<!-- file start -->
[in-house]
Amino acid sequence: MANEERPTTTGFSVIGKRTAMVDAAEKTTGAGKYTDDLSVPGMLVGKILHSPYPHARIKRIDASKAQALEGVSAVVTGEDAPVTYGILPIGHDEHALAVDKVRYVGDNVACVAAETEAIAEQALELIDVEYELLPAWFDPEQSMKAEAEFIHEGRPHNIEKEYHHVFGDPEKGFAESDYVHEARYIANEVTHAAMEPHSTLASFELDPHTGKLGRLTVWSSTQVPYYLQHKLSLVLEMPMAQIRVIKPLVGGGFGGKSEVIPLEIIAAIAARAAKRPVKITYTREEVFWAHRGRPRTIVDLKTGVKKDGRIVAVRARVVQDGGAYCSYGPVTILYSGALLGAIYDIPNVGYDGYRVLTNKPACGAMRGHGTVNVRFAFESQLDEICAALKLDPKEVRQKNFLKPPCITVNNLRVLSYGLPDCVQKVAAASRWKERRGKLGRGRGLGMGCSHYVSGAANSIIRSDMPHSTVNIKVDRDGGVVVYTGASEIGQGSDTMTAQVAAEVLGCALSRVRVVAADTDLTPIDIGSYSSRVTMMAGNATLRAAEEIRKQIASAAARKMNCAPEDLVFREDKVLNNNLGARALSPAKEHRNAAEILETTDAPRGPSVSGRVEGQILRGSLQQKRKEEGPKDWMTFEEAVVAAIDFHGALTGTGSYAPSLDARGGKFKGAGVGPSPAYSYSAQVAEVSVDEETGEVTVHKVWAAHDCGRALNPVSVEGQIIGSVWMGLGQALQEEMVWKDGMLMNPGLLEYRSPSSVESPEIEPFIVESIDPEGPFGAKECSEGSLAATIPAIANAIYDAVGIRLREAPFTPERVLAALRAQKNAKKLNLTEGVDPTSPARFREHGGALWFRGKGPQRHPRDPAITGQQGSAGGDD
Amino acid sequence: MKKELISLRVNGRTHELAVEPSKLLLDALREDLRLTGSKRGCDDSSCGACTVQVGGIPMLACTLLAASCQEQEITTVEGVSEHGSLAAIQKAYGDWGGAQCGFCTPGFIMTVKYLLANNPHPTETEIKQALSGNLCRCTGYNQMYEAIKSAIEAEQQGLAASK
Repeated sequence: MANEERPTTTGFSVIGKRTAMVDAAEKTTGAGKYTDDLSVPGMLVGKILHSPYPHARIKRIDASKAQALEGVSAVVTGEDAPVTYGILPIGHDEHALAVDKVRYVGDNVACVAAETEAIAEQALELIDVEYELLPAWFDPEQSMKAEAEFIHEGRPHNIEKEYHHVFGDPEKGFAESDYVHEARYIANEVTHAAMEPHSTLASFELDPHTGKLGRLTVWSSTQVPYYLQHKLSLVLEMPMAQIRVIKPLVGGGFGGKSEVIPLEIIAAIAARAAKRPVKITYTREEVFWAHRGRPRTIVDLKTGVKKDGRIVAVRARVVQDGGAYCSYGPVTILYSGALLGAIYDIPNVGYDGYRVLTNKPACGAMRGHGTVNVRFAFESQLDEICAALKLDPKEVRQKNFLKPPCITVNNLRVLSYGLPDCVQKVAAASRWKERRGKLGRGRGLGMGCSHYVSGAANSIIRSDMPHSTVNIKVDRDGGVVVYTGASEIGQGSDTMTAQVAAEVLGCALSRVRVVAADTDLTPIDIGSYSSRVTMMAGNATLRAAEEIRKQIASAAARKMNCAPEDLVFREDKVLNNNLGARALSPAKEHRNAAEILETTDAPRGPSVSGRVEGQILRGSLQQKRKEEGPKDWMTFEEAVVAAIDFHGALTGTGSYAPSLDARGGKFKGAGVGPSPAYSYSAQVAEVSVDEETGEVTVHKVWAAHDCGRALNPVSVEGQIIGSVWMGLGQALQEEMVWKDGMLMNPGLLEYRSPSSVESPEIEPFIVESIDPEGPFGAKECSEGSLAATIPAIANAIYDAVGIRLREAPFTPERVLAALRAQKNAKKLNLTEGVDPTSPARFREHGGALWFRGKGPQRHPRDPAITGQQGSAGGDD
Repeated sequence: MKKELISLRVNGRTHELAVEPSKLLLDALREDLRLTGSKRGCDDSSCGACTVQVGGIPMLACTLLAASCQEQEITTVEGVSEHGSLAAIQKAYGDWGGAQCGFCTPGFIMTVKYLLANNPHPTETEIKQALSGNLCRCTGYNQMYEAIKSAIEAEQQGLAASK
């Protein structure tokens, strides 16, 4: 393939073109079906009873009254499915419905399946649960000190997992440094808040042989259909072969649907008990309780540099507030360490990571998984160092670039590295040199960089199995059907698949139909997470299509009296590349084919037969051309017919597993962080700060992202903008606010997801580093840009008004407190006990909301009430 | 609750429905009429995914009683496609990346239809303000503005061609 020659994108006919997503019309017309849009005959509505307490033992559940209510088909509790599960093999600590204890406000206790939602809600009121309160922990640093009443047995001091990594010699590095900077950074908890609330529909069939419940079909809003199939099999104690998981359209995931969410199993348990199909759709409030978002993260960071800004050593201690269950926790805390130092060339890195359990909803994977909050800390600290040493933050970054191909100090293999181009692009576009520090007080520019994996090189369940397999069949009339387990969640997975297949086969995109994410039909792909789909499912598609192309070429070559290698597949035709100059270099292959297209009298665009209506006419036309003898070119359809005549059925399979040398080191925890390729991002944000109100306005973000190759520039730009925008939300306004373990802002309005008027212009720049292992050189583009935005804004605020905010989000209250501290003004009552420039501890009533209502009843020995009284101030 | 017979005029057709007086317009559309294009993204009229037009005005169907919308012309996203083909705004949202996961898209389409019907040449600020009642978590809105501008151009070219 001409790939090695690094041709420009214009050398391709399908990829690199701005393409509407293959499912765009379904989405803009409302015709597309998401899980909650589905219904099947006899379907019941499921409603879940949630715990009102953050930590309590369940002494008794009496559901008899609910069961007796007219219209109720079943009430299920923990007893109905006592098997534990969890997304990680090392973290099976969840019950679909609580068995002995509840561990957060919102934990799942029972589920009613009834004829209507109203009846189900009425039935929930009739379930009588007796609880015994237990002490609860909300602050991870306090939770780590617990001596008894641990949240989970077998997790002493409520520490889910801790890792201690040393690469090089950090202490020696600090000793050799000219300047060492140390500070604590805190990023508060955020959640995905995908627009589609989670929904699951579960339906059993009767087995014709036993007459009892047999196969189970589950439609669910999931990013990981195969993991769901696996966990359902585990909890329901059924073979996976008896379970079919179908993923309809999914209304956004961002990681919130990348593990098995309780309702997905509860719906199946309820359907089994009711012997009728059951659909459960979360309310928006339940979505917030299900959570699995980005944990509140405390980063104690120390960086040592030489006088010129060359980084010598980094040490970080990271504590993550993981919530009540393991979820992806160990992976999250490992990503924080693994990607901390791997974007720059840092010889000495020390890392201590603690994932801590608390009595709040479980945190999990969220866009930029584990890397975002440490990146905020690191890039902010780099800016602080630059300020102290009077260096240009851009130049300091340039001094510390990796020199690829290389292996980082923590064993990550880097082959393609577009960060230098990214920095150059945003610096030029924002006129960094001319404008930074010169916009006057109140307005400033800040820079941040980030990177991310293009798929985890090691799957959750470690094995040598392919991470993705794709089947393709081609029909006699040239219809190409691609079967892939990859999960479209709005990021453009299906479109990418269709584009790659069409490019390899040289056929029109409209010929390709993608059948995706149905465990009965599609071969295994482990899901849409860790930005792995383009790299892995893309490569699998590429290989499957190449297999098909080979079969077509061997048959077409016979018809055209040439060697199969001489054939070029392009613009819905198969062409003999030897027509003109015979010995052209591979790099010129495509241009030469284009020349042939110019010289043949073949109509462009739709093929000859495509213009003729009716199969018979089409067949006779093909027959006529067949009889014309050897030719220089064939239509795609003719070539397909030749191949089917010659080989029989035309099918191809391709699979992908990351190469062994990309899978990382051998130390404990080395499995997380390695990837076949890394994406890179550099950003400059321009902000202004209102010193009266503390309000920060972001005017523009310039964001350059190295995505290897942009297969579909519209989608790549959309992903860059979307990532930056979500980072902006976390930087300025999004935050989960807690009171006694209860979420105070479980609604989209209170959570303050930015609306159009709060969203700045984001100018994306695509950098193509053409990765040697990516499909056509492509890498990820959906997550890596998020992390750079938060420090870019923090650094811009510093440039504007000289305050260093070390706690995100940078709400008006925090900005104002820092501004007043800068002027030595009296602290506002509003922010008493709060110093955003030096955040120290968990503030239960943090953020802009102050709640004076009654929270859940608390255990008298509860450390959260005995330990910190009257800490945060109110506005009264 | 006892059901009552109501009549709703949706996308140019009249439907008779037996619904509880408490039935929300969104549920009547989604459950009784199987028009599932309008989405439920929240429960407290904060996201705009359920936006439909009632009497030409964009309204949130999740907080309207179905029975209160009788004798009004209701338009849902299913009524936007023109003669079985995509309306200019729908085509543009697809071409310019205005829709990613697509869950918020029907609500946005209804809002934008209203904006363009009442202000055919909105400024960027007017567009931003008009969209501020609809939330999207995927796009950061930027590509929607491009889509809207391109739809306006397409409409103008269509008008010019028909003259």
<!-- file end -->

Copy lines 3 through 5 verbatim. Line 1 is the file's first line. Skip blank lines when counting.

Amino acid sequence: MKKELISLRVNGRTHELAVEPSKLLLDALREDLRLTGSKRGCDDSSCGACTVQVGGIPMLACTLLAASCQEQEITTVEGVSEHGSLAAIQKAYGDWGGAQCGFCTPGFIMTVKYLLANNPHPTETEIKQALSGNLCRCTGYNQMYEAIKSAIEAEQQGLAASK
Repeated sequence: MANEERPTTTGFSVIGKRTAMVDAAEKTTGAGKYTDDLSVPGMLVGKILHSPYPHARIKRIDASKAQALEGVSAVVTGEDAPVTYGILPIGHDEHALAVDKVRYVGDNVACVAAETEAIAEQALELIDVEYELLPAWFDPEQSMKAEAEFIHEGRPHNIEKEYHHVFGDPEKGFAESDYVHEARYIANEVTHAAMEPHSTLASFELDPHTGKLGRLTVWSSTQVPYYLQHKLSLVLEMPMAQIRVIKPLVGGGFGGKSEVIPLEIIAAIAARAAKRPVKITYTREEVFWAHRGRPRTIVDLKTGVKKDGRIVAVRARVVQDGGAYCSYGPVTILYSGALLGAIYDIPNVGYDGYRVLTNKPACGAMRGHGTVNVRFAFESQLDEICAALKLDPKEVRQKNFLKPPCITVNNLRVLSYGLPDCVQKVAAASRWKERRGKLGRGRGLGMGCSHYVSGAANSIIRSDMPHSTVNIKVDRDGGVVVYTGASEIGQGSDTMTAQVAAEVLGCALSRVRVVAADTDLTPIDIGSYSSRVTMMAGNATLRAAEEIRKQIASAAARKMNCAPEDLVFREDKVLNNNLGARALSPAKEHRNAAEILETTDAPRGPSVSGRVEGQILRGSLQQKRKEEGPKDWMTFEEAVVAAIDFHGALTGTGSYAPSLDARGGKFKGAGVGPSPAYSYSAQVAEVSVDEETGEVTVHKVWAAHDCGRALNPVSVEGQIIGSVWMGLGQALQEEMVWKDGMLMNPGLLEYRSPSSVESPEIEPFIVESIDPEGPFGAKECSEGSLAATIPAIANAIYDAVGIRLREAPFTPERVLAALRAQKNAKKLNLTEGVDPTSPARFREHGGALWFRGKGPQRHPRDPAITGQQGSAGGDD
Repeated sequence: MKKELISLRVNGRTHELAVEPSKLLLDALREDLRLTGSKRGCDDSSCGACTVQVGGIPMLACTLLAASCQEQEITTVEGVSEHGSLAAIQKAYGDWGGAQCGFCTPGFIMTVKYLLANNPHPTETEIKQALSGNLCRCTGYNQMYEAIKSAIEAEQQGLAASK